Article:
As the years pass us by, drug and alcohol addiction becomes more of a problem for our nation’s women than it ever has been before. Now, we live in a country that struggles intensively with substance abuse to the degree of it being a regular occurrence in some demographics, and an accepted standard in many others. The increase in nationwide substance abuse has occurred across the boards as far as demographics go, but no demographic has been harmed as badly as women have.
There is no doubt that drug abuse statistics are rising, as the trend has been stable for more than a decade. And yet, when we look even further we can see that it is the specific demographics that have shown such significant increases in substance abuse statistics that the extensive need for remediation is present. When it comes to women and substance abuse, there are now fifteen-million women who abuse drugs and alcohol, where-as twenty years ago there were far less than that. With fifteen-million addicted though, that is almost thirteen percent of all women of the age of eighteen or older, and the numbers on that are just getting worse with each passing year.
The U.S. National Library of Medicine in association with the National Institutes of Health performed a fascinating study on the relationship of substance abuse to gender. They studied each decade, taking the study several decades back, to examine how addiction has affected men and women. Here is their summary of where this problem is heading:
- “Gender differences in rates of substance abuse have been consistently observed in the general population and treatment-seeking samples, with men exhibiting significantly higher rates of substance use, abuse, and dependence. However, recent epidemiological surveys suggest that this gap between men and women has narrowed in recent decades. For example, surveys in the early 1980s estimated the male/female ratio of alcohol-use disorders as 5:1, in contrast to more recent surveys that report a ratio of approximately 3:1.”
This shows the trend for exactly what it is, a leveling of the playing field so to speak, and a clear distinction of increasing substance abuse among women, while substance abuse among men stays relatively the same. Recreational drug users are now almost just as likely to be female as they are to be male, and particularly with prescription drug abuse, this is actually more likely to be a woman’s problem than a man’s problem in present day America.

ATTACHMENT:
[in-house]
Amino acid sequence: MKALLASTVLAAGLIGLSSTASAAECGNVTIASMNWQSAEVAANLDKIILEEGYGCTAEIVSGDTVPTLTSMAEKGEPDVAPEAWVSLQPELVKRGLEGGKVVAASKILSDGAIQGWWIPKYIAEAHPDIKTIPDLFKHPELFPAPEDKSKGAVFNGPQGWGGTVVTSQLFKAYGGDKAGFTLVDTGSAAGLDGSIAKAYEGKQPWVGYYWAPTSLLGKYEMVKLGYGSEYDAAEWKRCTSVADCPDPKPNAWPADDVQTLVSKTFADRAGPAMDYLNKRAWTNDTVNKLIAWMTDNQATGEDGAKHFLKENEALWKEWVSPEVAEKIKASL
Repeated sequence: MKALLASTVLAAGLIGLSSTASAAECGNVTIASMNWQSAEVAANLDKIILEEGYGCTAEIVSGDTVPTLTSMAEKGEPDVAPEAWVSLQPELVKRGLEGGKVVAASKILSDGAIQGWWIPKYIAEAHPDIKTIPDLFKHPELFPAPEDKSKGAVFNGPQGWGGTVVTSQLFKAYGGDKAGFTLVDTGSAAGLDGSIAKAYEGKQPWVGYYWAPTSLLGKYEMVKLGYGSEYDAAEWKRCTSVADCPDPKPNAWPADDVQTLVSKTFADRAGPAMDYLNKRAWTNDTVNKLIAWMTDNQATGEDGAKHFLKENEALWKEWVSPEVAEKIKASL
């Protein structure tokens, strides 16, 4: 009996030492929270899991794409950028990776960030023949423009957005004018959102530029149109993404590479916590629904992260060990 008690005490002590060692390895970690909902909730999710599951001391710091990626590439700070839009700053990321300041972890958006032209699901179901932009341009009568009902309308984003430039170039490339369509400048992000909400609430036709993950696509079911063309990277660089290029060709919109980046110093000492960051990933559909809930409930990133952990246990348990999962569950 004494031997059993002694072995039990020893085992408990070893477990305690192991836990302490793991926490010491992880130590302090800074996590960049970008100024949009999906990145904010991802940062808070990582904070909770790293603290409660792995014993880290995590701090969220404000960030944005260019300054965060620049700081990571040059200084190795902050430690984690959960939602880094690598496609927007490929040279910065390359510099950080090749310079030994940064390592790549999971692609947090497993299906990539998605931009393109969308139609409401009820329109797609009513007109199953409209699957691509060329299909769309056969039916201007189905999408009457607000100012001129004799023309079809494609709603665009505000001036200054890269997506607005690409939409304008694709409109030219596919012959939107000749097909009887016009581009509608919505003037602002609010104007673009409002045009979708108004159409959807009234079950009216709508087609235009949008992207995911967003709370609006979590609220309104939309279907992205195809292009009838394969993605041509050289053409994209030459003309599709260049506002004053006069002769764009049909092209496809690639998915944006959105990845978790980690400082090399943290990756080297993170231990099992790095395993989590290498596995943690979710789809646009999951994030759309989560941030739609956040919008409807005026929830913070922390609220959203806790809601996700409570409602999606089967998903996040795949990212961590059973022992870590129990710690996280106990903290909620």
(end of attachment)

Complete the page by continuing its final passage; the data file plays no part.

Recreational Use of Drugs
For most, drug use first starts with the recreational use of drugs. Most drug users start as recreational drug users and then transition out from that and into a more regular substance abuse pattern. For women, the recreational use of drugs usually transitions very quickly into regular substance abuse if the recreational use is not first addressed rapidly. Women generally speaking use substances differently than men do, using smaller amounts and for a shorter period of time, yet also generally speaking becoming addicted more quickly than men do.
Women typically respond to substances very differently too. They respond to cravings differently, and they are more likely to relapse after treatment. Furthermore, while women are less likely to abuse drugs than men are, even in this day and age, those women who do choose to abuse drugs have a higher likelihood of dying from the habit than men do. This is entirely biological, with drugs typically affecting a woman’s body more severely than a man’s.
When it comes to women and recreational drug use in America, prescription pills are by far the culprit in this recent increase in female drug addiction. Studies from the Substance Abuse and Mental Health Services Administration show us that almost five-million women (or four percent) of the women over the age of eighteen, abuse prescription pill drugs. Furthermore, the Centers for Disease Control and Prevention indicates to us that every three minutes in our country, a woman goes to the emergency department for prescription drug abuse.